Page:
Replicas and geodatabases
This topic applies to ArcEditor and ArcInfo only.
Geodatabase replication allows you to create copies of data across two or more geodatabases such that changes to the data may be synchronized.
Replica creation involves the user defining the data to replicate from a source geodatabase, then running a process to create replicas. The process copies data from the source geodatabase to a target geodatabase and creates a replica in each geodatabase. The replica describes what data has been replicated and contains the information needed to synchronize changes. The replica in the source geodatabase is the parent replica, and the replica in the target geodatabase is the child replica. Each combination of child and parent replicas is a replica pair. The term relative replica refers to the other replica in a replica pair.
The source must be an ArcSDE geodatabase, and therefore, parent replicas can only be hosted by ArcSDE geodatabases. You can also create multiple replicas from a single-source geodatabase. For example, you can create a replica for each county from your statewide enterprise geodatabase. The data involved in each replica may also overlap. The diagram below shows multiple replicas created from a single-source geodatabase.
An ArcSDE geodatabase can host both child and parent replicas. This enables data to be replicated across multiple geodatabases. The diagram below shows three ArcSDE geodatabases participating in replication. Initially, datasetA was in geodatabase1. A two-way replica was then created for datasetA using geodatabase1 as the source and geodatabase2 as the destination. Next, a second two-way replica was created for datasetA using geodatabase2 as the source and geodatabase3 as the destination. With these replicas in place, a change to datasetA in geodatabase3 can be applied to geodatabase2, which can then apply the change to geodatabase1. Since two-way replication is used, changes made in geodatabase1 can flow down to geodatabase3 in the same way.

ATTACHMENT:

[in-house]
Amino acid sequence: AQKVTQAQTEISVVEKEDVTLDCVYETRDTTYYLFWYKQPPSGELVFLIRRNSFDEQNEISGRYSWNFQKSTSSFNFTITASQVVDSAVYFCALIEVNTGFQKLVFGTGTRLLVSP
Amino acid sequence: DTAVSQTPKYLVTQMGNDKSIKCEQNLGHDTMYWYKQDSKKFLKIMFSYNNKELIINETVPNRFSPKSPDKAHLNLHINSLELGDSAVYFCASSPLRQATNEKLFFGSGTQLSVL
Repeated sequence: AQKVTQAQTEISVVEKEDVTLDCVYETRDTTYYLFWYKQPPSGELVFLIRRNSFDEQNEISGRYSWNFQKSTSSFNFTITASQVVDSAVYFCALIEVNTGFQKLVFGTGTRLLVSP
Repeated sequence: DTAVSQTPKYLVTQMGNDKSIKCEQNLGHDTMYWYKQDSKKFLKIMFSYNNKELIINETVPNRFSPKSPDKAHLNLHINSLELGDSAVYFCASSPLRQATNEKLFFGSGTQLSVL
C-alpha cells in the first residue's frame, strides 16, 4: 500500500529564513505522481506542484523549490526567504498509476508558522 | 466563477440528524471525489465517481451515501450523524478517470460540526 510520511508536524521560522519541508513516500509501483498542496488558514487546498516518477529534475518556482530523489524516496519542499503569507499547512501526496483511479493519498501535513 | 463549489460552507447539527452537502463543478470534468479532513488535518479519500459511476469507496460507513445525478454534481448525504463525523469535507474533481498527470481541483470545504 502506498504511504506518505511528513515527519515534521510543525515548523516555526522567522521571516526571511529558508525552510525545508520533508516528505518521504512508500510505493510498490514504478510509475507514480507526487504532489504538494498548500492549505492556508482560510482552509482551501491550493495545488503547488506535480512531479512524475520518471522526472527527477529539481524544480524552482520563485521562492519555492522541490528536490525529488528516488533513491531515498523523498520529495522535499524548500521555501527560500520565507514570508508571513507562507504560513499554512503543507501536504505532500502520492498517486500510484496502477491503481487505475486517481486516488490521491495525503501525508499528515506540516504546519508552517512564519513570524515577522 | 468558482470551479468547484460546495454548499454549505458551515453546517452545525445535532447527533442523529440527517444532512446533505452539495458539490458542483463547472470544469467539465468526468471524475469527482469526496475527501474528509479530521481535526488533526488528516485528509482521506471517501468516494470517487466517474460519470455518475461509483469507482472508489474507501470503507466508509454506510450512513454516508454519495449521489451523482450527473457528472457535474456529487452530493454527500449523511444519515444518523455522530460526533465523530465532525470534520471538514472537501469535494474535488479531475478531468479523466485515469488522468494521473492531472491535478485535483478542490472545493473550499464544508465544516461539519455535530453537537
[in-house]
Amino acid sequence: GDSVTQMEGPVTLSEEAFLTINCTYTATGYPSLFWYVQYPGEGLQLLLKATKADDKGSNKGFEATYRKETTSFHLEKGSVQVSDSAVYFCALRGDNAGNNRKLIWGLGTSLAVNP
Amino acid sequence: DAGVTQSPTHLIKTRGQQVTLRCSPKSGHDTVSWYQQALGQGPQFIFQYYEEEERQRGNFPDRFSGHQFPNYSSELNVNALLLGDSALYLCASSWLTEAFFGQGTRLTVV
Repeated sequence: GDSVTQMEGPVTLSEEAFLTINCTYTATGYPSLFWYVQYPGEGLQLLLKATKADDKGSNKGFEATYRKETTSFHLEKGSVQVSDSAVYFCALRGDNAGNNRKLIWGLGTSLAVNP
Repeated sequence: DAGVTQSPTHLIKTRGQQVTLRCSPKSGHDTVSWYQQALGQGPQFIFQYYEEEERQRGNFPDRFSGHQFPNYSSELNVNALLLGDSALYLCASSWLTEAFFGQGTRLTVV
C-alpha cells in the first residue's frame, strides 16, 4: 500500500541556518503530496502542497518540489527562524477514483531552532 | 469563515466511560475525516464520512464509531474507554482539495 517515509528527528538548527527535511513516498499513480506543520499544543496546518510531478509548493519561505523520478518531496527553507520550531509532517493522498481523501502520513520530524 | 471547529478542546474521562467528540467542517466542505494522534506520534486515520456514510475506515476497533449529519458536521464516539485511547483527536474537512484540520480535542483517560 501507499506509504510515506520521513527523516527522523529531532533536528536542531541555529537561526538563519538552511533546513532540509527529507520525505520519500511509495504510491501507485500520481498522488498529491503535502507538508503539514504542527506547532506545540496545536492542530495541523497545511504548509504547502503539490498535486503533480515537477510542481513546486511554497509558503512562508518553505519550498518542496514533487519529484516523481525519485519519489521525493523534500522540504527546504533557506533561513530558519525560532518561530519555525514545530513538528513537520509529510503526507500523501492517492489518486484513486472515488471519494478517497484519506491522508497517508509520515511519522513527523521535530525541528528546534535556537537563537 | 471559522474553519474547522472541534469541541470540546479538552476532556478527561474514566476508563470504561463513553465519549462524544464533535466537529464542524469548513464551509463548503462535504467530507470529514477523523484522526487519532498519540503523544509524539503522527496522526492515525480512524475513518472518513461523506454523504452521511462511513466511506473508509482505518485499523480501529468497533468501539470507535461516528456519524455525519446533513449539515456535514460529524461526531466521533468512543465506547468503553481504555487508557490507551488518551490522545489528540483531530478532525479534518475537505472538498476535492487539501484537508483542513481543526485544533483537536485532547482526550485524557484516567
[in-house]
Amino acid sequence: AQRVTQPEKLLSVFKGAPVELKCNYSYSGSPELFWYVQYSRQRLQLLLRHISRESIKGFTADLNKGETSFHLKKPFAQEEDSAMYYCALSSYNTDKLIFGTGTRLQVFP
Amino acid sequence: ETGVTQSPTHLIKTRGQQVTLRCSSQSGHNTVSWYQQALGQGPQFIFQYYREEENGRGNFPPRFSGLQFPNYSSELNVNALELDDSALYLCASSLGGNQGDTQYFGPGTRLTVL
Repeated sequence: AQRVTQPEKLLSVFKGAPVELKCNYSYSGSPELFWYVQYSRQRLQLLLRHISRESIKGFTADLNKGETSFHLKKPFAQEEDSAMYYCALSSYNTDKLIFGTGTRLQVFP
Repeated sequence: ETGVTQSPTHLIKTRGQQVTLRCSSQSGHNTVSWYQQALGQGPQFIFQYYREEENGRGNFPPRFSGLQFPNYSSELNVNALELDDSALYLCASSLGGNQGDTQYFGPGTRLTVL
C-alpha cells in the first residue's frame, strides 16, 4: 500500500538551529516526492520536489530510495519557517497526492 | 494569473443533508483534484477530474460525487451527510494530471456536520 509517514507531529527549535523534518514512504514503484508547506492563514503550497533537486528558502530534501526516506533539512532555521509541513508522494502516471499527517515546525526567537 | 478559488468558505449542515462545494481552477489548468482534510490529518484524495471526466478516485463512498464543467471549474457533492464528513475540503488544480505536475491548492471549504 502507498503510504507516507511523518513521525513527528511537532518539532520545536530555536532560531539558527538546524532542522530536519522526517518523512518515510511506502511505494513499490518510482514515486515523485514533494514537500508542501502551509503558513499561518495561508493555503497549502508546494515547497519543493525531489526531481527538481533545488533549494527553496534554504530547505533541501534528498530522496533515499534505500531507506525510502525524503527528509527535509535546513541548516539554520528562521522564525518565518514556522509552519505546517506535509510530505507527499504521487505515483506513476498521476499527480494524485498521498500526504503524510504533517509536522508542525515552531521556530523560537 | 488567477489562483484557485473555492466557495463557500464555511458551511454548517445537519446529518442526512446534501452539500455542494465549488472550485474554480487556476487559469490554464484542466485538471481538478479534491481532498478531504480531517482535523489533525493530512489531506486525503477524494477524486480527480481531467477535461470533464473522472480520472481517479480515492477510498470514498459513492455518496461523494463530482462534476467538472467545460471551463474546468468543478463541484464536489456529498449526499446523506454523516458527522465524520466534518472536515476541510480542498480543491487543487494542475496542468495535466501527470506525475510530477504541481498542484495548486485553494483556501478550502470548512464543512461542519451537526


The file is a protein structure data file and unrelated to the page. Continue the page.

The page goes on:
It is also possible for a single ArcSDE geodatabase to host multiple child replicas. In this case, however, the datasets involved in each child replica must be distinct. For example, if a feature class named parcels is involved in one child replica, it cannot be involved in any other child replica in that geodatabase. The diagram below shows a single ArcSDE geodatabase hosting multiple child replicas, each referencing distinct datasets.
A personal or file geodatabase can be used as the target for a checkout or one-way replica. Personal and file geodatabases can also only host a single checkout or one-way replica at a time.